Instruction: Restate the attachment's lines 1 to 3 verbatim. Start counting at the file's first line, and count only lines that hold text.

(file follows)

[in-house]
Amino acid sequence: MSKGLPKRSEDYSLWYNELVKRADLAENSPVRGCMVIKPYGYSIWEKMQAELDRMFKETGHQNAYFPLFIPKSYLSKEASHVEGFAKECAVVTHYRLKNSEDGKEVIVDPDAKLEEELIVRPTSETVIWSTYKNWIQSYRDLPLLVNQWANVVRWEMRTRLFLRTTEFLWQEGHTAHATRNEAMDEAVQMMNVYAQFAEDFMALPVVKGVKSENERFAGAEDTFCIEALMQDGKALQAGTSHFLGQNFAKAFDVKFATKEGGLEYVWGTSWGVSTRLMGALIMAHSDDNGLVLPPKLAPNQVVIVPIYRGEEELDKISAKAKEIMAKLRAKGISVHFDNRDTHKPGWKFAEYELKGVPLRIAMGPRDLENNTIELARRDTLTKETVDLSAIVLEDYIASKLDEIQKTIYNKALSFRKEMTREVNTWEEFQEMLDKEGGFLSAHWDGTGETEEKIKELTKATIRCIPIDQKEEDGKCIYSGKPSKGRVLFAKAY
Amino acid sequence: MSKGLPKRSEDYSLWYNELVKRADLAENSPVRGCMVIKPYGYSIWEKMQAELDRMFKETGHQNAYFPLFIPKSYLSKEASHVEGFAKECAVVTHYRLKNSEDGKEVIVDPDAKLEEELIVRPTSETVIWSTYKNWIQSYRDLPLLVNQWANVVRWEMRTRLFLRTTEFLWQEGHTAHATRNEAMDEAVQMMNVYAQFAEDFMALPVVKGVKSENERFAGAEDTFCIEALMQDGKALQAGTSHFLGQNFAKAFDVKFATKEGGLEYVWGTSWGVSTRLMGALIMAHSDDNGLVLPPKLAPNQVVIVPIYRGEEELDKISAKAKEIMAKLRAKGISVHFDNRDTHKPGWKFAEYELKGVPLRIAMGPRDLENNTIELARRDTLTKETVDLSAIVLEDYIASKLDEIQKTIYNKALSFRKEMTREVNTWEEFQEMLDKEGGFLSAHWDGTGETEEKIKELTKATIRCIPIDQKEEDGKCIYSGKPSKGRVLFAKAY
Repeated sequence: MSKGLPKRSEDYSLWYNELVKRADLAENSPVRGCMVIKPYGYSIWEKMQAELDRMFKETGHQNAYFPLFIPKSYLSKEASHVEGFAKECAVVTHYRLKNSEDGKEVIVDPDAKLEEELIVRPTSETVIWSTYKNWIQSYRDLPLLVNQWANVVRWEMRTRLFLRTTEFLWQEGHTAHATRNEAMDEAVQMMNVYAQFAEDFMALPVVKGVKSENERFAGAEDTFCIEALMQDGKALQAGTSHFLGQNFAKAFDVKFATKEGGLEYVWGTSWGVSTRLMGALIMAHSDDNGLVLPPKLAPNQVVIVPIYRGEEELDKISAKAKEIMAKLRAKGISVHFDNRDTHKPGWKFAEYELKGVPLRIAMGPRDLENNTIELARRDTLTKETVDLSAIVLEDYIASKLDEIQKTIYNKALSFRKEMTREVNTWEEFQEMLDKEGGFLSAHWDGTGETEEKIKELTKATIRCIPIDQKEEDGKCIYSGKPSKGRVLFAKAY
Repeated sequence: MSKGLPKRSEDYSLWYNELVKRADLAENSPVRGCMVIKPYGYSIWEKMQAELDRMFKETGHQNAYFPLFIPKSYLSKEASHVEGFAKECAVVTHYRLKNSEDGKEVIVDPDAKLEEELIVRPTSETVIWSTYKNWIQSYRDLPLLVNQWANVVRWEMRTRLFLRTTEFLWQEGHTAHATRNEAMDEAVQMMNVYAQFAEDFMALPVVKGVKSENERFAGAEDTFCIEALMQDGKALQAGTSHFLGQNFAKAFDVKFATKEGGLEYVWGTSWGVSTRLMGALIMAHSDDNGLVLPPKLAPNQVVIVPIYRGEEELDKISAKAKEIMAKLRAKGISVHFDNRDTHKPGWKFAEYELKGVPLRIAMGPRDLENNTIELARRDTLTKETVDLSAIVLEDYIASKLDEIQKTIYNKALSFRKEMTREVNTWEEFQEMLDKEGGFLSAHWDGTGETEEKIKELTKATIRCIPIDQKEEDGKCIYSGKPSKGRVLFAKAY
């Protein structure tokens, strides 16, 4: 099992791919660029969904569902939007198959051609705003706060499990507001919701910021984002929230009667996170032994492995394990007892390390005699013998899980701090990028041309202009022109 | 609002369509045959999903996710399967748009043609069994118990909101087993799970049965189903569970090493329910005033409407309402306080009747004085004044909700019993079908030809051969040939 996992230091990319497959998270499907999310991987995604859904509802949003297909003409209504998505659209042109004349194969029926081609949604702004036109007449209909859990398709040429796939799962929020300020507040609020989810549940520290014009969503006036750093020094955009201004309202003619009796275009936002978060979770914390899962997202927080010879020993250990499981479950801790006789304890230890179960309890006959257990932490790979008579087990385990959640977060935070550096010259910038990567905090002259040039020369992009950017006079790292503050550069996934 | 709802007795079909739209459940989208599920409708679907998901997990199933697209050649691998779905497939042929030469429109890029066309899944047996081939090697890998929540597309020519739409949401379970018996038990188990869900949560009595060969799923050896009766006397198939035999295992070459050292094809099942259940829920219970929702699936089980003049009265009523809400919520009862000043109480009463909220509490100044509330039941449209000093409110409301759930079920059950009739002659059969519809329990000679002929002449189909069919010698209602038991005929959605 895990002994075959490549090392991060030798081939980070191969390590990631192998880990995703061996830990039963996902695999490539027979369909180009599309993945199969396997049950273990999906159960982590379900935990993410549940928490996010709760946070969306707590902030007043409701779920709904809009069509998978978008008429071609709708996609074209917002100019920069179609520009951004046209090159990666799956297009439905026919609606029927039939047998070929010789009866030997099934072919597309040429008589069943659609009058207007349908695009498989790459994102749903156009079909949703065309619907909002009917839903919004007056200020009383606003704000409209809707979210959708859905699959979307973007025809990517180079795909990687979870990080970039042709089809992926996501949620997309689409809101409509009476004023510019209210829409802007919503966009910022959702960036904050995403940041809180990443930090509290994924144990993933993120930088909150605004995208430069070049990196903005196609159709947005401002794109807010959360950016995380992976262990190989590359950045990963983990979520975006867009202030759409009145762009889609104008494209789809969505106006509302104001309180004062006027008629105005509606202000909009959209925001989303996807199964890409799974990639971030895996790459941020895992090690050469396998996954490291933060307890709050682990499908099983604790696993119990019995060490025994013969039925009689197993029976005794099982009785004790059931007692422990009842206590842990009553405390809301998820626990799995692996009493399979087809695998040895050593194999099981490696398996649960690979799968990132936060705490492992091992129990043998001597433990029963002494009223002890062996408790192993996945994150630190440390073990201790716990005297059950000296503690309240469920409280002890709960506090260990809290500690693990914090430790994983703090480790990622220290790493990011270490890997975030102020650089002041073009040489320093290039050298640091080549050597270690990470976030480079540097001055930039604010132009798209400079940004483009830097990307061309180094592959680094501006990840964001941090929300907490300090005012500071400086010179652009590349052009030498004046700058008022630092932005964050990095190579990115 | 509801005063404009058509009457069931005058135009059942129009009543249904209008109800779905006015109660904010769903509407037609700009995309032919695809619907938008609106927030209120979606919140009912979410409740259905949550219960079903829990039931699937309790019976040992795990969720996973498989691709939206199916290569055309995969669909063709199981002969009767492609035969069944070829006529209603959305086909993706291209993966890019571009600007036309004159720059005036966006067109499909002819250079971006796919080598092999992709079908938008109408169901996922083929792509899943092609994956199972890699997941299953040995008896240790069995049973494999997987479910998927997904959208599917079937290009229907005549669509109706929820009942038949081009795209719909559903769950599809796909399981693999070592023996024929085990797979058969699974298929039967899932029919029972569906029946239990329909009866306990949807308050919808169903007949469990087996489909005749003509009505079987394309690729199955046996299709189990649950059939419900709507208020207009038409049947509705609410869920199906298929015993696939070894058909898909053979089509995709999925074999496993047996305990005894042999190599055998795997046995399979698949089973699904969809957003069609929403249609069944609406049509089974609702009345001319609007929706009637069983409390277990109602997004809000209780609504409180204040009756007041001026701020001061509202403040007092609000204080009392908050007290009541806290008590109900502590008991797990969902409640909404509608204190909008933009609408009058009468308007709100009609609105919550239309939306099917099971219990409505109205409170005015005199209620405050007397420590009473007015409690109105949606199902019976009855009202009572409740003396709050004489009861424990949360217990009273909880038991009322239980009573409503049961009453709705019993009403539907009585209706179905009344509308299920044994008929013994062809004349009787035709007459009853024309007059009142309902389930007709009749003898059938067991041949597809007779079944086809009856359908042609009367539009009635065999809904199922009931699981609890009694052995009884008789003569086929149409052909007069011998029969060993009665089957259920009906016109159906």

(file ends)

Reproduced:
[in-house]
Amino acid sequence: MSKGLPKRSEDYSLWYNELVKRADLAENSPVRGCMVIKPYGYSIWEKMQAELDRMFKETGHQNAYFPLFIPKSYLSKEASHVEGFAKECAVVTHYRLKNSEDGKEVIVDPDAKLEEELIVRPTSETVIWSTYKNWIQSYRDLPLLVNQWANVVRWEMRTRLFLRTTEFLWQEGHTAHATRNEAMDEAVQMMNVYAQFAEDFMALPVVKGVKSENERFAGAEDTFCIEALMQDGKALQAGTSHFLGQNFAKAFDVKFATKEGGLEYVWGTSWGVSTRLMGALIMAHSDDNGLVLPPKLAPNQVVIVPIYRGEEELDKISAKAKEIMAKLRAKGISVHFDNRDTHKPGWKFAEYELKGVPLRIAMGPRDLENNTIELARRDTLTKETVDLSAIVLEDYIASKLDEIQKTIYNKALSFRKEMTREVNTWEEFQEMLDKEGGFLSAHWDGTGETEEKIKELTKATIRCIPIDQKEEDGKCIYSGKPSKGRVLFAKAY
Amino acid sequence: MSKGLPKRSEDYSLWYNELVKRADLAENSPVRGCMVIKPYGYSIWEKMQAELDRMFKETGHQNAYFPLFIPKSYLSKEASHVEGFAKECAVVTHYRLKNSEDGKEVIVDPDAKLEEELIVRPTSETVIWSTYKNWIQSYRDLPLLVNQWANVVRWEMRTRLFLRTTEFLWQEGHTAHATRNEAMDEAVQMMNVYAQFAEDFMALPVVKGVKSENERFAGAEDTFCIEALMQDGKALQAGTSHFLGQNFAKAFDVKFATKEGGLEYVWGTSWGVSTRLMGALIMAHSDDNGLVLPPKLAPNQVVIVPIYRGEEELDKISAKAKEIMAKLRAKGISVHFDNRDTHKPGWKFAEYELKGVPLRIAMGPRDLENNTIELARRDTLTKETVDLSAIVLEDYIASKLDEIQKTIYNKALSFRKEMTREVNTWEEFQEMLDKEGGFLSAHWDGTGETEEKIKELTKATIRCIPIDQKEEDGKCIYSGKPSKGRVLFAKAY